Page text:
Vstrom First Aid Kit.jpg
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  11. zimm

    zimm KTM Duke 790

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    Buy a nice first aid bag (I like maxpedition pouches) and assemble your own to your skill level. If you google "IFAK" (Individual First Aid Kit) that will get you going. My training is old and expired so I don't bother with stuff like the nasal breathing tube, etc. but quick clot and an Israeli bandage plus lots of gauze, first aid wrap, etc plus the bandaid/boo boo stuff, and I also keep some travel meds like Imodium and Advil which can save a trip. Throw a small knife and flash light in there for good measure.
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  12. hamiamham

    hamiamham Been here awhile

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    I understand and I respect the opinion of those that dump on the pre-made kits. That being said, I think there is some value in the pre-made kits as they give you a good base from which to built on. Personally I like the Adventure Medical kits mainly as they offer what I feel is a great level of organization. Immediately upon unzipping the kit you see pockets organized by type of injury or use. I have added or replaced items with more "brand name" stuff and have put in additional items that are likely to be useful to me like a device to pull ticks.

    As for matching items in a kit with level of training, I respectfully disagree. If I have items in my kit that exceed my own knowledge but could be useful to someone on a more professional level I am happy to carry them.
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  13. 9Realms

    9Realms Drawn in by the complex plot

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    Nothing wrong with carrying some items that may be beyond your skill level, consider that someone else might stop at a accident scene that has the knowledge but isn't toting a kit.

    And don't rely on 911. Might not be cell service or you might be in a remote area they cannot immediately drive a service vehicle into.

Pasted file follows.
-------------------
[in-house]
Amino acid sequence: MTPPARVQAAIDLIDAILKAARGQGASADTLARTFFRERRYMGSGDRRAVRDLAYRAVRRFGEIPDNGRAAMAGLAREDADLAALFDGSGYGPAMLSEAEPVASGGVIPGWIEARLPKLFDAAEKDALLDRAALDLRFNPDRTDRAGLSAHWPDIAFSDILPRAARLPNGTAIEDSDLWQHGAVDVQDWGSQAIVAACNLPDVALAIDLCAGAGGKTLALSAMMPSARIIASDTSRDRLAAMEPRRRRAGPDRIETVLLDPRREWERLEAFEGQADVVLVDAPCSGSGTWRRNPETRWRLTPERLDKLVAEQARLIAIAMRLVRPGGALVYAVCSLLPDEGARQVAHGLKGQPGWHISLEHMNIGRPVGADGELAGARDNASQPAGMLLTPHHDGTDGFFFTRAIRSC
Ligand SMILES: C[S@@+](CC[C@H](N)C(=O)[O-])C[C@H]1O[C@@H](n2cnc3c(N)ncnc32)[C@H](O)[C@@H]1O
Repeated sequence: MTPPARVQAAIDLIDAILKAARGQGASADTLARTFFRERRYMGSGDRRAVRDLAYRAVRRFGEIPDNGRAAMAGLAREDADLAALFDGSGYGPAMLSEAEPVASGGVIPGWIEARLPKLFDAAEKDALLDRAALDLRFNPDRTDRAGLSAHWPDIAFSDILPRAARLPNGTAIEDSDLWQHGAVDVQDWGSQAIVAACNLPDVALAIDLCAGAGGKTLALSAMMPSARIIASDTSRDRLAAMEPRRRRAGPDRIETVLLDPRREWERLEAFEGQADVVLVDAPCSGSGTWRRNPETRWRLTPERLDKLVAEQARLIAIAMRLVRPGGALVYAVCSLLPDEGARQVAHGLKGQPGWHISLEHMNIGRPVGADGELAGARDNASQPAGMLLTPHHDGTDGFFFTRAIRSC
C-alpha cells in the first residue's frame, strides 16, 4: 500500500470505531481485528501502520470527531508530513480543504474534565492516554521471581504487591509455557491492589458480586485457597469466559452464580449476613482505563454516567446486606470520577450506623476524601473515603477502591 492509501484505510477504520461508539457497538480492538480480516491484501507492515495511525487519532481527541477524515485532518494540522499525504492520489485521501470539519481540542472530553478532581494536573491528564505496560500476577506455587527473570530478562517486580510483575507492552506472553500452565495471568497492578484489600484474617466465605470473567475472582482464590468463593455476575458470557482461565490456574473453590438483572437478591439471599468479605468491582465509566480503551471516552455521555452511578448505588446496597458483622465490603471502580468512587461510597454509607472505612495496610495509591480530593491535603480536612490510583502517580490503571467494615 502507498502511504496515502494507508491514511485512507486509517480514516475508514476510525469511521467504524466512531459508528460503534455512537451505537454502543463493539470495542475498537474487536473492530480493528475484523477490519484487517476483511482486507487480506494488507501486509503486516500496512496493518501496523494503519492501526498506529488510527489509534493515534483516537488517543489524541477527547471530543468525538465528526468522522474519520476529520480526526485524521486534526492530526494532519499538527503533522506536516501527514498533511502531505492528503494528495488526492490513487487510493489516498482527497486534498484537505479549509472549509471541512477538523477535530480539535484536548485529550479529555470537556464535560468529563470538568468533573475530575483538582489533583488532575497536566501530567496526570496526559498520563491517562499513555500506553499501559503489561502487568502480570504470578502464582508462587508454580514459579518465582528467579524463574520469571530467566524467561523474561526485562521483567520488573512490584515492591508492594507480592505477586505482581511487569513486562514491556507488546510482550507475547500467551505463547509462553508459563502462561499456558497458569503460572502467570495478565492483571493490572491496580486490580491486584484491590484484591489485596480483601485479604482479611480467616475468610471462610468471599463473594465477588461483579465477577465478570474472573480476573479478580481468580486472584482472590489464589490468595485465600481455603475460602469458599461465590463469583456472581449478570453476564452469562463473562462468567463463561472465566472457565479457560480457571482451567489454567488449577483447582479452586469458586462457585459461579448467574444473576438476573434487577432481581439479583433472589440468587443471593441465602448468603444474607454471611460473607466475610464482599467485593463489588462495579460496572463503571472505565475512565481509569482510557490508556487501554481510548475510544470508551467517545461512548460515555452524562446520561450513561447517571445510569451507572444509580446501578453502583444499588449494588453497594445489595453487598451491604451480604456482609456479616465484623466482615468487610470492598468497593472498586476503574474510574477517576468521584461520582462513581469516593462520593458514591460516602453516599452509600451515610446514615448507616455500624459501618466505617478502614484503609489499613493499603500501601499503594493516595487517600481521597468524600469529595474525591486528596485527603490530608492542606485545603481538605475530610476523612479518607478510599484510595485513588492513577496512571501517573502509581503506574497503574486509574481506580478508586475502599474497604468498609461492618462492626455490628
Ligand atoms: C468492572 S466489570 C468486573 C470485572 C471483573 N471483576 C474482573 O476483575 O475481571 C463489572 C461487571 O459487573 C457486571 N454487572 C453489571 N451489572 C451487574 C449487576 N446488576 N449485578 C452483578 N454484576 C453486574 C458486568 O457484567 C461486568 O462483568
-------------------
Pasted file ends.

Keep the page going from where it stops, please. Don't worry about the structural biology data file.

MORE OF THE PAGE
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  14. solitary1

    solitary1 Been here awhile

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    ive used spservices.co.uk for a few years to build my own basic first aid kits,you can buy what you need or feel comfortable using,from plasters to surgical equipment.
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  15. firemanonabike

    firemanonabike Been here awhile

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    REI and other places have waterproof notepads and pens. That way you can keep track of the patient responses, meds, time of event, and comments as needed. I have a zip-lock bag for all that first aid stuff, I carry that in the right saddle bag.
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  16. PeterW

    PeterW Long timer

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    Something you know how to use.

    Mine has very little and it's just a small pre-made kit with some additions, largest item is a triangular bandage which has never been used. Band-aids, painkillers, antihistamine, tweezers, mild antibiotic cream, wipes and a tube of combo sun screen insect repellent which lives outside the kit all have been used. What's been used most (given away) are the mylar sleeping bags. So often now that I buy them in packs of ten. Mostly damaged cyclists waiting for ambulances and one girl found unconscious at the side of the road. Those have made a huge difference - shock is a real problem even in the heat we have here and just wrapping the mylar around someone will stop the shivering - which is a real bastard with broken bones in the equation.
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  17. Maggot12

    Maggot12 U'mmmm yeaah!!

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    I bought an empty fisrt aid case on aliexpress and filled it with stuff I felt is reasonable. I have a larger kit at home and borrow items from it on some trips. Put it back when I get home.
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  18. Exurban

    Exurban Been here awhile

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    As I’m now shopping for tourniquets, Israeli bandages, hemostatic gauze, etc. my thoughts...

    I hate these threads, damn you. I start out thinking, this is nuts carrying all this stuff I’ve never heard of. I’m not an EMT. Like I learned fifty years ago, I just need my Boy Scout kerchief and a stick, and I’m good to go. Then I start reading, researching, learning and rethinking with the end result that it makes me a better person. Thank you OP and others.

    If you make up your own kit, make sure the bag is orange, red or yellow preferably with a cross so a helper digging through your gear can easily find it. Put a Red Cross sticker or patch on the bag that contains the kit. Similarly, if you repackage any stuff in it make sure it’s conspicuously labeled.